And so, on yet another night of unpredictable weather, I surprisingly opted to attend the ‘showcase’ of Salford City College’s BTEC Extended Diploma in Performing Arts (Acting) students in the studio space of The Lowry in Salford Quays, near Manchester.
Attending with an open mind but expecting more of a showcase of solos and group pieces from musicals and well known plays and shows, I quickly realised upon entering the auditorium that it was the presentation of a pre-written show by Steven Berkoff called ‘East’. Labelled as “Elegy for the East End and its energetic waste”, this ‘verse play’, set in 1975, reflects a stereotype that everyone on the capital’s East End was full of expletives and often horny - a show certainly not for viewing or to be heard by under 16s (as confirmed on the ticket, especially with the excessive use of the C word - I appreciate this is in the script).
Comprising 19 scenes continuous with no interval, we gain insight (apparently) into the lives of Mike and Les (Connor Gorman and Callum Goulding in the first few portrayals) who first appear on stage after the backing track of “Maybe It’s Because I’m A Londoner” which acted as an overture even if it did suddenly cut out rather than being nicely faded down. Directed by Kevin Rowntree, this sets off the complex plot with a Shakespearesque duo of monologues where they tell how they met and describe a fight with a gang over Mike's girlfriend Sylv (Finley McDonald), although this is not at all clear until she recites how the boys fought over her in the next scene. A Cockney accent is well-maintained by most of the cast throughout the whole and, despite the intensity and, in parts, rather aggressive and seductive manner, didn’t waiver.
‘Dad's monologue’ is the third scene and, if I am honest, was the weakest of all. With Jacob Fletcher as Dad being rather robotic and unsure about where to place and move the various items that he picks up from the table set as the breakfast-time in the kitchen of Mike’s family home. He talks - although I am unsure of his intended accent - of the days when fascists fought in the streets of London, after a well-choreographed scene change that cleverly represented a silent movie with the flickering lighting effects, but it, as various aspects of the story, gets somewhat lost and loses substance. His acting does improve later on.
With instrumentals of Nina Simone’s ‘My Baby Just Cares’ acting as background for the scene change action of a well-acted and thought-out line letting pone another into seat of an invisibly restricted cinema row where they would express over the top facial reactions to the likes of ‘the Magnificent Seven’, ‘Carry On Abroad’, ‘Psycho’ and ‘Love Story’; each with their theme tunes, there are also backings for ‘I’ve Got A Lovely Bunch of Coconuts’ which was awfully out of time and upheld the theme of out of tune singing.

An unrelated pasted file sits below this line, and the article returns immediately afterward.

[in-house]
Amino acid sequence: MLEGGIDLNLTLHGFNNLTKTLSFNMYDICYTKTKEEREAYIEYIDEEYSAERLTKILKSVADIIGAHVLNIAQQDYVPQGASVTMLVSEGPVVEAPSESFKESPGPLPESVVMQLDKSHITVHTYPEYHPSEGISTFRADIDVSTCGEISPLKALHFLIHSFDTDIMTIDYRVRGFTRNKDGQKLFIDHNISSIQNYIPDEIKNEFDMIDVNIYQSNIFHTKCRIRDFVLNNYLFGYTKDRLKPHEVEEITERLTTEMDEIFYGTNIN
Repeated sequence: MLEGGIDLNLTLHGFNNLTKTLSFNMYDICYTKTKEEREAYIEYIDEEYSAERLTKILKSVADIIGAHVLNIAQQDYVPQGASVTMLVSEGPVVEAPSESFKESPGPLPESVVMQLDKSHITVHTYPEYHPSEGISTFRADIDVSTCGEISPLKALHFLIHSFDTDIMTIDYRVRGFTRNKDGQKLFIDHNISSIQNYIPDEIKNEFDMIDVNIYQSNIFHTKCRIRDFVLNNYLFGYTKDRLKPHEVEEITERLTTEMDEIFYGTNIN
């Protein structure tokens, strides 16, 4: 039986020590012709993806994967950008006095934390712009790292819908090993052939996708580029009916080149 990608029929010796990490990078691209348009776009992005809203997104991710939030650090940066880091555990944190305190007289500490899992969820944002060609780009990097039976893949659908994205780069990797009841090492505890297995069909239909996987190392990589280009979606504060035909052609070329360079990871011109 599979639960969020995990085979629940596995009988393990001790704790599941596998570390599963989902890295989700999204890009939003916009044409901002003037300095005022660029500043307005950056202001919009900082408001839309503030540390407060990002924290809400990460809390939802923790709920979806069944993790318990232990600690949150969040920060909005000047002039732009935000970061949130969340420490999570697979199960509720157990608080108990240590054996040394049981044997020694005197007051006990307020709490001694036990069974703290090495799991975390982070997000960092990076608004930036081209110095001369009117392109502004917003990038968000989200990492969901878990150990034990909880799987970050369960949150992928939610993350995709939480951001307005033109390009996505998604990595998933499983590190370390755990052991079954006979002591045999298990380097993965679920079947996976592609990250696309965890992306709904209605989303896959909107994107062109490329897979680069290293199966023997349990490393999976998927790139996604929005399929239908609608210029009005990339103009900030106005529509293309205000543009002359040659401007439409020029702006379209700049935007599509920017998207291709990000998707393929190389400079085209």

Next, with a change of portrays by different actors (Bilal Haji as Mike), we witness Mike seducing Sylv and she then (with the role split between Georgia Birchall and Leah Smithies in a shadowing form, both of whom were great) sadly compares the care-free life of men with the life of women, before we see Les feeling sorry for himself thinking of his life working in a clothes shop (another part split between three: Kristian Welch, Mariana Vale and Tyrone Cullen who were all stand out performers), after a well-directed fairground scene at Kersall Amusements which features the ‘ensemble’ (who double as parts) split to show three rides.
With Ryan Miller as another stand out (not least due to his height), we see him as Dad with Mum (Rosie Pook) reflecting on the boring life that she leads. ‘On a bus’ Les sees a beautiful woman and the rampancy returns before ‘The Motorbike Mime’, Dad's Soliloquy for happier days (Rhianna Taylor and Lisa Kambirienda) and Mum’s recollection of a sexual encounter with a ‘stranger’ in the darkness of the cinema - the twist of which was lost slightly. We conclude with a dance sequence on ‘A Night Out’ and piece about They Kray Twins.
In a show of such complexity, aimed to “heighten the physical style and explore the contradictions and conflicts that haunt these troubles characters” and “display, in uncomfortable detail, contradictory human truths and the tensions that lie beneath”, it was nice to see each performer get their chance in the spotlight through the sharing of roles and I have no doubt that “[They] will not end [their] days like this” but will progress on to further their careers and development as performers. Due to the, possibly intentional, out of tune singing and slight lacking of polished acting from a minority, I can only guess that these performers wish to proceed with ‘acting’ as oppose to musical theatre. Regardless, they have potential and I look forward to monitoring it as they progress. I commend them for their performance in such an intimate space and remaining composed whilst sat patiently in character on the line of chairs set at the back of the performance area and wish to mention the production team also, in spite of the limited set an lighting and absence of microphones (performers didn’t need them as they projected well), who operated the sound and projections.
For those who dream of the stage or simply want to get an insight into what you learn on a theatre course at college, or equally those who believe the arts is a dead end, I urge you to go and see your local college’s productions and seek out those with potential and monitor it. Even if it is not a secure career of a time-filler, you meet so many amazing people and learn things that will stay with you forever. If you have a dream follow it and entertain!
Reviewer: Chris Oatway
Reviewed: 14th June 2016